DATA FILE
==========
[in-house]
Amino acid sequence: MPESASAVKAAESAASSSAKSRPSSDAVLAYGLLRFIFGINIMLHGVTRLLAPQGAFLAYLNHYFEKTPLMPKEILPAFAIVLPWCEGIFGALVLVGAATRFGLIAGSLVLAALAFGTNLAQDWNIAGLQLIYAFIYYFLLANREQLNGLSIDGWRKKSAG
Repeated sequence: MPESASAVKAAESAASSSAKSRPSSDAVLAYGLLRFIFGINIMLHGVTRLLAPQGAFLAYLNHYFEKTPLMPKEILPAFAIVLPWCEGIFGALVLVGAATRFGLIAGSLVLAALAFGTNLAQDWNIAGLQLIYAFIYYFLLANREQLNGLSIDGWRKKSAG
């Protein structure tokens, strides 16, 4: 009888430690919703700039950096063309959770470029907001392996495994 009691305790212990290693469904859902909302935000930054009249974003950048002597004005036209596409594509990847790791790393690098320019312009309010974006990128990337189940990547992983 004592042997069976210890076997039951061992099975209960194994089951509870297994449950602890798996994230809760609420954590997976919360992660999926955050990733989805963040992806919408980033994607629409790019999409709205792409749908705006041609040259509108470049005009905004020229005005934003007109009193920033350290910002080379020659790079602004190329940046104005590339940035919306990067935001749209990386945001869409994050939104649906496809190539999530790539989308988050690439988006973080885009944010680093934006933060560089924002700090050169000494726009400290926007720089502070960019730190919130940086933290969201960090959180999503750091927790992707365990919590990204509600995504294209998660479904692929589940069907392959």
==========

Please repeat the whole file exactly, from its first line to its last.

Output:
[in-house]
Amino acid sequence: MPESASAVKAAESAASSSAKSRPSSDAVLAYGLLRFIFGINIMLHGVTRLLAPQGAFLAYLNHYFEKTPLMPKEILPAFAIVLPWCEGIFGALVLVGAATRFGLIAGSLVLAALAFGTNLAQDWNIAGLQLIYAFIYYFLLANREQLNGLSIDGWRKKSAG
Repeated sequence: MPESASAVKAAESAASSSAKSRPSSDAVLAYGLLRFIFGINIMLHGVTRLLAPQGAFLAYLNHYFEKTPLMPKEILPAFAIVLPWCEGIFGALVLVGAATRFGLIAGSLVLAALAFGTNLAQDWNIAGLQLIYAFIYYFLLANREQLNGLSIDGWRKKSAG
């Protein structure tokens, strides 16, 4: 009888430690919703700039950096063309959770470029907001392996495994 009691305790212990290693469904859902909302935000930054009249974003950048002597004005036209596409594509990847790791790393690098320019312009309010974006990128990337189940990547992983 004592042997069976210890076997039951061992099975209960194994089951509870297994449950602890798996994230809760609420954590997976919360992660999926955050990733989805963040992806919408980033994607629409790019999409709205792409749908705006041609040259509108470049005009905004020229005005934003007109009193920033350290910002080379020659790079602004190329940046104005590339940035919306990067935001749209990386945001869409994050939104649906496809190539999530790539989308988050690439988006973080885009944010680093934006933060560089924002700090050169000494726009400290926007720089502070960019730190919130940086933290969201960090959180999503750091927790992707365990919590990204509600995504294209998660479904692929589940069907392959």